Almond sauce adds goodness to almost any ball of meat.

Meatballs in almond sauce

Even Claudia Roden is ambivalent about what meatballs to use with this wonderful sauce of fried almonds and garlic, based on a Catalan picada. “Veal was once the prodigious expensive partner, pork the plebeian one…but you can use one or the other meat alone,” she writes in The Food Of Spain, prefacing a recipe that includes both meats, egg, soaked bread and more. Trust us, it’s not the meatballs that matter—it’s this delicious sauce. Some of the goodness comes from almonds and (of course) garlic, but we think saffron, lemon zest and a bit of bread really make it come alive.

We recently made a batch to round out some tapas we were making, but while we enjoyed our potatoes and bit of salad, the almond sauce really stole the show. We used some of our Italian-type polpetti from the freezer, which normally appear with Steve’s tomato sauce on top of pasta or pizza. Our Italian-esque mix worked wonderfully with the salsa con picada de almendras, and so did the baguette we used to sop up the rest of the almond sauce. We’re pretty sure Conor Bofin’s meatball recipe would work great, but if you have a favorite rounded ground meat, let us know about it. We’re itching to make this sauce again.

RECIPE NOTES:  We made Roden’s sauce recipe pretty much as written. We did, however, make the full amount of sauce even though we had a much smaller than called-for amount of meatballs. 


  1. Wow. I had never heard of almond sauce to go with meatballs before. It sounds delicious! I should try it some day (and maybe the meat-lover in this house will forgive our mostly meat-free diet of these past few weeks)

    • Good for you, Darya, with the almost meatless diet. It’s pretty easy to do amidst summer’s bounty, but I don’t know how folks make it through the winter. Do try the sauce, even if on some veg substitute for meatballs. It’s delicious!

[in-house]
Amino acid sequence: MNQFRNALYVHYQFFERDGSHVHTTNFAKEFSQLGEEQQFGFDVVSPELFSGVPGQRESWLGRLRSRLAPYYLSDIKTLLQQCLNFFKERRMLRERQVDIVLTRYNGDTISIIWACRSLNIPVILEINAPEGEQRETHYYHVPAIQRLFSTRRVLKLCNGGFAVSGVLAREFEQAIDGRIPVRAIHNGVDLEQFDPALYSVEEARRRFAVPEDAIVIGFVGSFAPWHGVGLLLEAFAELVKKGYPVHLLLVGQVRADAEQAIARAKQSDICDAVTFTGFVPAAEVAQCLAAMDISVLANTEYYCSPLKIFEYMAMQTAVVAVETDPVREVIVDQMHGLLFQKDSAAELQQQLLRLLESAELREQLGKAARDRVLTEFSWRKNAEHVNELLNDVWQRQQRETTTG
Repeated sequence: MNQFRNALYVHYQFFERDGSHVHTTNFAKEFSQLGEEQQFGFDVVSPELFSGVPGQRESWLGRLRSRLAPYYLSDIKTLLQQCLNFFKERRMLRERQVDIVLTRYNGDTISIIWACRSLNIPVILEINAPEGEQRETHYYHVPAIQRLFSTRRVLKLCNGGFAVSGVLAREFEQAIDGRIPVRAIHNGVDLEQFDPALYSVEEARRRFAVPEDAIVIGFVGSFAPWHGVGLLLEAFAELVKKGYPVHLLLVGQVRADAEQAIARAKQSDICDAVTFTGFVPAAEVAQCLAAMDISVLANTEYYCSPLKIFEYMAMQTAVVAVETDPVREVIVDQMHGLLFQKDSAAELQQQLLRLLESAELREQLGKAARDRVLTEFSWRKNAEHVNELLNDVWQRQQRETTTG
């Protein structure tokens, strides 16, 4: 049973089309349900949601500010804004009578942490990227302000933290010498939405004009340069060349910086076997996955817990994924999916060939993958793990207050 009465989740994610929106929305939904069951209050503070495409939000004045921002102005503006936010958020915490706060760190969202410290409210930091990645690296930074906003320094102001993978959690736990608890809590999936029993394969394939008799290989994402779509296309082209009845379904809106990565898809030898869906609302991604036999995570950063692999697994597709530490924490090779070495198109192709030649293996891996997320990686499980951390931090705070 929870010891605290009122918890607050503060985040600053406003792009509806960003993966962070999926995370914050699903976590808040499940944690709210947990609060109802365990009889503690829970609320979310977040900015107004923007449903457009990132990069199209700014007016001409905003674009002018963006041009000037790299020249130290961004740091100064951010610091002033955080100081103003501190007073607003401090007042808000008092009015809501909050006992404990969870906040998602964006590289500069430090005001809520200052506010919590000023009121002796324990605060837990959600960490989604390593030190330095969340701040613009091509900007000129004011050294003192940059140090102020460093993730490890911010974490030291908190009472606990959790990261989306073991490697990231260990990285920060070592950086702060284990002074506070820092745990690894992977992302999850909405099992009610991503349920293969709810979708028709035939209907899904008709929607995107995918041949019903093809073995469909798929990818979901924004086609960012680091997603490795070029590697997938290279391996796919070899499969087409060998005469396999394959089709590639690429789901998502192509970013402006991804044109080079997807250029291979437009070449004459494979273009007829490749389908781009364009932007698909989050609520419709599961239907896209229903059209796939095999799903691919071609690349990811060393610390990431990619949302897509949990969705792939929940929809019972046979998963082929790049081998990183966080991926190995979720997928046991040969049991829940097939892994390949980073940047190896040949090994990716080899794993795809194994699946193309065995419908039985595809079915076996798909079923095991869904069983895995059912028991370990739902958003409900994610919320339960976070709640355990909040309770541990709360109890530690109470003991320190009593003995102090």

2. I would never think to use almonds in any form with meatballs but, then again, i don’t live in a climate where almond trees in bloom are a sign of Spring. This sounds wonderful and I fully intend to give it a go. Thanks.

  3. Michelle and Steve! Boulder library has an awesome cookbook section. I just picked up four of Claudia Roden’s, The Book of Jewish Food, Arabesque, The New Book of Middle Eastern Food, and The Food of Spain. Thrilled. Amazing. I believe I have you to thank for turning me onto her highly erudite work. Thank you!

    • I’ve got all of those except The Book of Jewish Food, which I really should pick up one day. Her books are really, really good. Though it’s funny. When I first got the Spanish one I was sort of unimpressed. Boy, was I wrong!

  4. I love Claudia Roden! She’s in the pantheon, isn’t she. There’s this whole family of nut and stale bread sauces I’ve been meaning to try. Put like that, they don’t sound promising, but they come recommended by trustworthy people. It’s on the list!

  5. That comment above may have been the first time I’ve ever seen the word “erudite” used on a food blog. Sounds great, and a good excuse to try Conor’s meatballs! (I’m not sure I like the way that sounds…)

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